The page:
Why the NCAA’s ruling on Louisville is bad news for Rick Pitino … and Hugh Freeze
Once again, we're reminded, ignorance is no excuse
Rick Pitino has insisted forever that he knew absolutely nothing about Andre McGee bringing strippers and prostitutes to Louisville's campus for players and prospects.
And you know what?
I believe him.
I 100 percent believe him -- if only because the alternative, i.e., that he did know, makes no sense whatsoever. I'm not calling Pitino an angel. But what I am doing is telling you that I simply do not think any college coach would knowingly allow a staff member to bring prostitutes and strippers on campus for players and prospects. It's too stupid -- to risk your job by having a staffer commit Level I violations of this sort on campus and, in the process, create dozens of witnesses. So I don't believe Pitino knew a thing. And, for what it's worth, the majority of college coaches I've spoken with -- a group that includes both Pitino's friends and rivals -- agree. Most do not think he had any knowledge of what was happening inside Billy Minardi Hall.
That said, it doesn't really matter to the NCAA.
That's what we were reminded of again on this Thursday.
Timeline: Louisville's sex scandal
The days of screaming, "My assistant went rogue! I knew nothing!" are over. It didn't work for SMU's Larry Brown. It didn't work for Syracuse's Jim Boeheim. And, though we won't know for certain until an appeal is heard, it doesn't appear it's going to work for Louisville's Rick Pitino either. What he did or did not know doesn't matter, the NCAA basically stated Thursday. These violations happened on Pitino's watch. That means he failed to properly monitor his program. And the punishment will require Pitino to miss the Cardinals' first five ACC games in the 2017-18 season.
Brown was suspended for nine games in 2015-16.
Boeheim was, too.
So Pitino's punishment is lighter -- but the overall damage could be greater in the sense that, according to Louisville consultant Chuck Smrt, the school will vacate its 2013 national title unless it wins on appeal. In other words, right now, Pitino is one of only 14 coaches in history to win multiple national championships. But he could formally drop from that list in the coming months. Barring a surprise, Louisville's banner is coming down.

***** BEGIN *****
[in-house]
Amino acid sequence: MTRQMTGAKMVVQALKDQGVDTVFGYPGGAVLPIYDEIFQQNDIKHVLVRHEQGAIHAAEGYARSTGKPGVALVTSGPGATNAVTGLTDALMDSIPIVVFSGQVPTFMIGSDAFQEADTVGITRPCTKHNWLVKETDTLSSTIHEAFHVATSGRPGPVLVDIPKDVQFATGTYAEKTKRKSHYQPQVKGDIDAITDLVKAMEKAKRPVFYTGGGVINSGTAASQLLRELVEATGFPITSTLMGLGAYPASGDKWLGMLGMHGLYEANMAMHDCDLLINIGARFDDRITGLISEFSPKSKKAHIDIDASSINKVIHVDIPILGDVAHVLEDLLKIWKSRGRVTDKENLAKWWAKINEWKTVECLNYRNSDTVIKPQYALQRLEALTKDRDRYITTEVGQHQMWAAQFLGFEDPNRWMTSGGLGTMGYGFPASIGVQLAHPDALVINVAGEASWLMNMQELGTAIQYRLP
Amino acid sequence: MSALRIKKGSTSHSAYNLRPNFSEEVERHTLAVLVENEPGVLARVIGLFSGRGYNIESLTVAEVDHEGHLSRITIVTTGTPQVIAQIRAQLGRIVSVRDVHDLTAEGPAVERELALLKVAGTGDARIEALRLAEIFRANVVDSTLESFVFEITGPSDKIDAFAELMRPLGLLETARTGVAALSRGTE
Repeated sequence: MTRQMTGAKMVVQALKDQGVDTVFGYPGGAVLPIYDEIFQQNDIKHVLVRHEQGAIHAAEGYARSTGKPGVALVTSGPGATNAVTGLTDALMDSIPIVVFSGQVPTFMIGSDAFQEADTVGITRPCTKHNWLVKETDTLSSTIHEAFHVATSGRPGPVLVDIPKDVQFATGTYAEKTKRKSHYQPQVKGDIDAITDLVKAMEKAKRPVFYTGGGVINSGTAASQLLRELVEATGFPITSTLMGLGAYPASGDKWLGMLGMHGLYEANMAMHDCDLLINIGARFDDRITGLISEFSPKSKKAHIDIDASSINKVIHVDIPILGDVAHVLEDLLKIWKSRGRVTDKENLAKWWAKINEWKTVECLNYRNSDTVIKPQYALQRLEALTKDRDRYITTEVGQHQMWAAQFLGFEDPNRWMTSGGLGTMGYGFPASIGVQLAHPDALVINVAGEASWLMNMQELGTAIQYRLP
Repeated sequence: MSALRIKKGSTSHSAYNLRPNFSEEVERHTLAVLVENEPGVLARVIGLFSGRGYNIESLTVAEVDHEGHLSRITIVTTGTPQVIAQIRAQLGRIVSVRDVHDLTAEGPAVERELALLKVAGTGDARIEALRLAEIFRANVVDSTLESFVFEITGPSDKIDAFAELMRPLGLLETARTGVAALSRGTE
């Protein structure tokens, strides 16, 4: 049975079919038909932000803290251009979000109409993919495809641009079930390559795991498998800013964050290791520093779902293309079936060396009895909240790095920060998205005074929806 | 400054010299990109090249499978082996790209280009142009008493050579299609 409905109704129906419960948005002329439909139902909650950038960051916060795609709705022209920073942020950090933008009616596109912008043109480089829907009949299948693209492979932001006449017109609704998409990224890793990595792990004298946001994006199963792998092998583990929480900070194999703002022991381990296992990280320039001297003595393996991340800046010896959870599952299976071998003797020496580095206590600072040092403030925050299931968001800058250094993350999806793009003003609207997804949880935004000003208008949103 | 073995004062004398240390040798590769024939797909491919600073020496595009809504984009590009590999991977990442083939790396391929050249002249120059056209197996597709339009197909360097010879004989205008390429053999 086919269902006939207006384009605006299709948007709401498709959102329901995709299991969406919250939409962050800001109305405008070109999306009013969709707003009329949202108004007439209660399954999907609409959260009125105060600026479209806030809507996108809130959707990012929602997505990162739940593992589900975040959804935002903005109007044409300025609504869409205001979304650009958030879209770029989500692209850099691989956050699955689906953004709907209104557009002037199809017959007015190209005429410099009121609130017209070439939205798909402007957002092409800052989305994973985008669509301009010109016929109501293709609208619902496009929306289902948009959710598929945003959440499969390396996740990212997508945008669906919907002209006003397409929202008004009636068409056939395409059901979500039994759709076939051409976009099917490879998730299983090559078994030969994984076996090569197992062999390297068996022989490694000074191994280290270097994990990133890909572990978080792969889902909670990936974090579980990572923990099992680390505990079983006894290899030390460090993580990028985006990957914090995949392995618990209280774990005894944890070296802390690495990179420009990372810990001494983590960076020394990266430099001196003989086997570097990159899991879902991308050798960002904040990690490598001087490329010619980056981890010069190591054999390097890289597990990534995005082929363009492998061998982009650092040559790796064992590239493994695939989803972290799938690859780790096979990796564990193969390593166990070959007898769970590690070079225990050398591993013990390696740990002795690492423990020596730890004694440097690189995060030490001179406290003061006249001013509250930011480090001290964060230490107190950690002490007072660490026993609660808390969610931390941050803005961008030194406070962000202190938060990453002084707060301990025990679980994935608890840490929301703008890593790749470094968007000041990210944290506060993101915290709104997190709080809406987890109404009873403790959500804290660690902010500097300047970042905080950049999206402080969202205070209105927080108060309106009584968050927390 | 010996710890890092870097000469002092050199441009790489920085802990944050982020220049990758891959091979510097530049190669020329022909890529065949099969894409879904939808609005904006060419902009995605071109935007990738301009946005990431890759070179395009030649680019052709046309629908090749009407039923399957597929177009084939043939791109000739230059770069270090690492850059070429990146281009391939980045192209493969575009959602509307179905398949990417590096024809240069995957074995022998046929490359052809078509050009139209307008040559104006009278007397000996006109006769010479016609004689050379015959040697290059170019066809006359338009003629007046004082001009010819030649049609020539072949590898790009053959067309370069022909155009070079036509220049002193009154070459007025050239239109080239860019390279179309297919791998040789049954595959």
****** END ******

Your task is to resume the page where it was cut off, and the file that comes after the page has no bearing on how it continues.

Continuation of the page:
All of which is bad news for Ole Miss football coach Hugh Freeze.
Freeze's program has also endured a lengthy NCAA investigation that's uncovered Level I violations -- and his defense, to the extent that he has one, is similar to Pitino's. Freeze has acknowledged violations within his program but mostly blamed them on a staffer and claimed ignorance. But what the Louisville ruling shows, once again, is that the NCAA is unlikely to let Freeze escape unscathed even if it can't tie him to anything serious. Doesn't matter. Did these things happen on your watch? Then take your suspension, sir.
Bottom line, Pitino got on Thursday what was always coming to him.
Which doesn't mean I don't understand his frustration.
It must be maddening to be punished, and lose a championship, over something you were neither involved with nor even knew about -- especially when it's unclear if the impermissible benefits (in the form of dances and sex acts) actually created a competitive advantage. But the alternative to this reality would be head coaches forever making assistants take the fall alone whenever the you-know-what hits the you-know-what. So the NCAA adjusted the rules and made it clear to head coaches everywhere that they are responsible for their staffers always.
This is a reminder of that.
So if you also run a Division I program of any kind, take note. And if you don't know what's going on, you better. Or, at least, you better not get caught. Because your excuses, even when they're believable, are irrelevant in this era of NCAA compliance. There's a punishment for the crime you must pay. And it no longer matters whether you committed -- or even knew about -- said crime.
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